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1575: Cuckfield Park built by a wealthy ironmaster

Updated: Feb 2, 2021

Cuckfield Park from the east in 2015

In Margaret Holt's account. in the Spring 1993, Bulletin of the Wealden Iron Research Group Newsletter, we learn from former owner of Cuckfield Park a little about its history. Malcolm and Margaret Holt owned the property at Cuckfield Park in the 1970s. Margaret was a keen historian and actively researched the Cuckfield area and was very active in expanding the activities of the Cuckfield Museum.

The situation of the Cuckfield Park mansion is delightful and spectacular, the house set on rising ground with long views southward to the lakes below; a splendid avenue of redwood limes leads from the road to the diminutive brick built gatehouse of two stories, with four octagonal angle turrets lighted by bullseyes and round headed loops. One of the turrets contains an early 18th Century clock and a lead cupola encloses the bell; the wooden dial has only one hand and faces the house.

The house was also built in brick but when the south wing was added in Victorian times the facade of the old building was covered in stucco to match the new work. The front is symmetrical with a central two storied porch, the windows have wooden mullions and transoms and in the roof are five dormer windows with large cornices and gabled heads.

As well as the Victorian wing the house was added to in the 17th and 18th centuries, on the north and west, now forming a small central courtyard and enclosing the tall extension, or 'vice', which contains the staircase. The staircase rises from the ground floor to the attics without diminution; it is of the 'open well' type with massive newels, moulded heads and pendants, turned balusters and a high, moulded hand rail.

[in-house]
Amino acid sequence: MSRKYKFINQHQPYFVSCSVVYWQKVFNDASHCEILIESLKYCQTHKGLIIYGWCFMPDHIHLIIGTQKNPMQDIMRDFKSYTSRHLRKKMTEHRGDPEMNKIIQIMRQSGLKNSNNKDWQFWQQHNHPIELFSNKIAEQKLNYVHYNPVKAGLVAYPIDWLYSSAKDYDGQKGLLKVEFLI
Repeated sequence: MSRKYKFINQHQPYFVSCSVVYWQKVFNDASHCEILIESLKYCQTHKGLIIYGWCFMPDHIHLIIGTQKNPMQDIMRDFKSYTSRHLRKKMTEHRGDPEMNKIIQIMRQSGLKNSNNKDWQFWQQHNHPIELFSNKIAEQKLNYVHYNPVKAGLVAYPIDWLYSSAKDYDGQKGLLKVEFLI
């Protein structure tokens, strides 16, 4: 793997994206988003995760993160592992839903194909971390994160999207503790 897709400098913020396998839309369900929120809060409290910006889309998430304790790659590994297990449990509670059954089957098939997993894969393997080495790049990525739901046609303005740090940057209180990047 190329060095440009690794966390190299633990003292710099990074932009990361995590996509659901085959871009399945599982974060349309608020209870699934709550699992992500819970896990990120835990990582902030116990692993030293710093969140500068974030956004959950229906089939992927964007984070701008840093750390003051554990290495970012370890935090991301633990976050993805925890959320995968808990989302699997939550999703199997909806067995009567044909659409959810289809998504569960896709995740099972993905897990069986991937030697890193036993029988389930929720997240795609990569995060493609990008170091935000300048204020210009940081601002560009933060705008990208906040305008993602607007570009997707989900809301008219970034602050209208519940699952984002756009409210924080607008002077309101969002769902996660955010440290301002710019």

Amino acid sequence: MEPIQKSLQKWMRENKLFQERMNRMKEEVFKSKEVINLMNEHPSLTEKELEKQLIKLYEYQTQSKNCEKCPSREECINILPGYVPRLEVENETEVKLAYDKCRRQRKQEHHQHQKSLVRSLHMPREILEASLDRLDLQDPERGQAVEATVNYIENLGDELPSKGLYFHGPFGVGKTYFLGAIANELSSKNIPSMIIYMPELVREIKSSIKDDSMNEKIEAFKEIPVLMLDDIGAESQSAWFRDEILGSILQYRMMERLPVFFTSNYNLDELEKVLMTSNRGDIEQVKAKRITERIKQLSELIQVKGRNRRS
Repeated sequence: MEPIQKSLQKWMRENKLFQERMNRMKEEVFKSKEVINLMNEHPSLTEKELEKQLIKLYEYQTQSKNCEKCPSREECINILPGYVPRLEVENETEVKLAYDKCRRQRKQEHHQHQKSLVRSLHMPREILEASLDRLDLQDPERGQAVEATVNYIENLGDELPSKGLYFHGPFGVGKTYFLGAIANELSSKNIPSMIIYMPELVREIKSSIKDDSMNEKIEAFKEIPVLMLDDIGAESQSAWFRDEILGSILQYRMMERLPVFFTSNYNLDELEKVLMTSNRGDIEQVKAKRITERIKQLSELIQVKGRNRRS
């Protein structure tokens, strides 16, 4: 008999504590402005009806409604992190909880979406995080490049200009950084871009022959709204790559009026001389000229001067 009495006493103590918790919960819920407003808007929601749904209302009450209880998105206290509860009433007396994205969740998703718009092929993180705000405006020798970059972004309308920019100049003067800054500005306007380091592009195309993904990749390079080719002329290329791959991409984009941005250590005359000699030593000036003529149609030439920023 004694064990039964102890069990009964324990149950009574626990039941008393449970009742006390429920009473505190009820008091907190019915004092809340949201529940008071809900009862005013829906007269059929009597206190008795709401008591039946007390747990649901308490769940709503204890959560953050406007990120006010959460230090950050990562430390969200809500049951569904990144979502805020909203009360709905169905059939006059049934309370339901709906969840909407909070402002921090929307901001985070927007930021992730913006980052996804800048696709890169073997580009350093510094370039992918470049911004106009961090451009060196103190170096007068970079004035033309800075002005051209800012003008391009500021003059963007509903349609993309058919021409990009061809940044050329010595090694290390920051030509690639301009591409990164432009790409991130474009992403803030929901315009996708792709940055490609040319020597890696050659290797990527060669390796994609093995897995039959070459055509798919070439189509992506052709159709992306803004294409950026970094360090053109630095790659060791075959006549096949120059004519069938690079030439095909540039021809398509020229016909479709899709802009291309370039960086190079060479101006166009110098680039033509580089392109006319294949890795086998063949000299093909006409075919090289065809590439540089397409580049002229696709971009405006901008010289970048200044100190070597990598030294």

The magnificent screen in the morning room

Most of the ground-floor and first-floor rooms are panelled in oak of 16th century date and a magnificent Renaissance screen divides the Hall from the Morning Room; this has fluted shafts, Corinthian panels and high-relief carvings of beasts, allegorical figures, the Arms of Bowyer and Vaux together with a cartouche dated 1581.

Elizabeth, Henry's wife, was the only daughter of Thomas Vaux, Controller to the Royal Household of Henry VIII, a man of great position and wealth. There are also many excellent examples of 16th and 17th century firebacks still in situ in the fireplaces, traditionally from the Bowyer ironworks.

The porch leads into the hall which has a superb Elizabethan plaster ceiling with a remarkable series of armorial bearings and insignia of the families connected with the house and Manor, together with the Royal Arms of Elizabeth I as Henry Bowyer was in charge of her ironworks in Ashdown forest.

Henry died in 1589 and in his will he refers lovingly to his wife, making provision for her to continue to live in 'these landes were I have builded my new dwelling house in Cuckfield Park’, The estate then passed to his son, another Henry, who was knighted and, in 1600, became MP for the Rape of Bramber. In the late 17th century it devolved to a grand-daughter who decided to sell the estate and in 1693 it was bought by Charles Sergison, Commissioner of the Navy and Clerk of the accounts, a post he held through three reigns, William III, Queen Anne and George I - a period of forty years. The Sergison family owned the estate and Manor House for nearly 300 years before it was purchased by its present owners.

by Margaret Holt

From the Spring 1993, Bulletin of the Wealden Iron Research Group Newsletter.

External house view by 'Antiquity' a public domain image

Contributed by Malcolm Davison. With thanks to Wealden Iron Research Group


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